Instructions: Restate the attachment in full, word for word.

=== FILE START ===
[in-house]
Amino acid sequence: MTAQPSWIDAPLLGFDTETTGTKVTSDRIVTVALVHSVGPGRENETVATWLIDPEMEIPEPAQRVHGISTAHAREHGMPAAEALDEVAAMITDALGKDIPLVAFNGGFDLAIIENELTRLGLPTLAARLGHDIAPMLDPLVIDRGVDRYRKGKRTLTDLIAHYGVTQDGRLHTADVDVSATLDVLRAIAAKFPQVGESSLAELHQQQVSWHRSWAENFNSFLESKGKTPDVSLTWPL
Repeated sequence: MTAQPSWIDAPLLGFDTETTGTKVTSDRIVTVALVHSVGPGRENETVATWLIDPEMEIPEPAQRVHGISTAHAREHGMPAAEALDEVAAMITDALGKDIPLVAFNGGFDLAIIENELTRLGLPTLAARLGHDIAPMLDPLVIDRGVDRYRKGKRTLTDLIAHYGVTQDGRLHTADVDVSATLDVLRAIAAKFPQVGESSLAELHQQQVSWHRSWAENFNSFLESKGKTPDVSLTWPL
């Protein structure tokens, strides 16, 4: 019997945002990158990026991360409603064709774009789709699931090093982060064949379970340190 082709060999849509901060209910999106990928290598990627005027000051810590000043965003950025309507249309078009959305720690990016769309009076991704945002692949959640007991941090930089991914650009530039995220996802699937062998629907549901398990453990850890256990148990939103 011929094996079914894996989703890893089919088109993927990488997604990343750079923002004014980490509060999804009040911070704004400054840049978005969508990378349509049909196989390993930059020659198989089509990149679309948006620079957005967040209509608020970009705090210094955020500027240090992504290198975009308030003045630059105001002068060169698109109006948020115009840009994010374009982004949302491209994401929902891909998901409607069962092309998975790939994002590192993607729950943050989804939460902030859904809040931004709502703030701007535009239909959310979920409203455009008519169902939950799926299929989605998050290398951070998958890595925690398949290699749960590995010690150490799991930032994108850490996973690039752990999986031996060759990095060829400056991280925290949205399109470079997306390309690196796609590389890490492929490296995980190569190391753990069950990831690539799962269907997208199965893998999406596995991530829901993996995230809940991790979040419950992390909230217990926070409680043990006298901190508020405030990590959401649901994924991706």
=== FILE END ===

[in-house]
Amino acid sequence: MTAQPSWIDAPLLGFDTETTGTKVTSDRIVTVALVHSVGPGRENETVATWLIDPEMEIPEPAQRVHGISTAHAREHGMPAAEALDEVAAMITDALGKDIPLVAFNGGFDLAIIENELTRLGLPTLAARLGHDIAPMLDPLVIDRGVDRYRKGKRTLTDLIAHYGVTQDGRLHTADVDVSATLDVLRAIAAKFPQVGESSLAELHQQQVSWHRSWAENFNSFLESKGKTPDVSLTWPL
Repeated sequence: MTAQPSWIDAPLLGFDTETTGTKVTSDRIVTVALVHSVGPGRENETVATWLIDPEMEIPEPAQRVHGISTAHAREHGMPAAEALDEVAAMITDALGKDIPLVAFNGGFDLAIIENELTRLGLPTLAARLGHDIAPMLDPLVIDRGVDRYRKGKRTLTDLIAHYGVTQDGRLHTADVDVSATLDVLRAIAAKFPQVGESSLAELHQQQVSWHRSWAENFNSFLESKGKTPDVSLTWPL
């Protein structure tokens, strides 16, 4: 019997945002990158990026991360409603064709774009789709699931090093982060064949379970340190 082709060999849509901060209910999106990928290598990627005027000051810590000043965003950025309507249309078009959305720690990016769309009076991704945002692949959640007991941090930089991914650009530039995220996802699937062998629907549901398990453990850890256990148990939103 011929094996079914894996989703890893089919088109993927990488997604990343750079923002004014980490509060999804009040911070704004400054840049978005969508990378349509049909196989390993930059020659198989089509990149679309948006620079957005967040209509608020970009705090210094955020500027240090992504290198975009308030003045630059105001002068060169698109109006948020115009840009994010374009982004949302491209994401929902891909998901409607069962092309998975790939994002590192993607729950943050989804939460902030859904809040931004709502703030701007535009239909959310979920409203455009008519169902939950799926299929989605998050290398951070998958890595925690398949290699749960590995010690150490799991930032994108850490996973690039752990999986031996060759990095060829400056991280925290949205399109470079997306390309690196796609590389890490492929490296995980190569190391753990069950990831690539799962269907997208199965893998999406596995991530829901993996995230809940991790979040419950992390909230217990926070409680043990006298901190508020405030990590959401649901994924991706």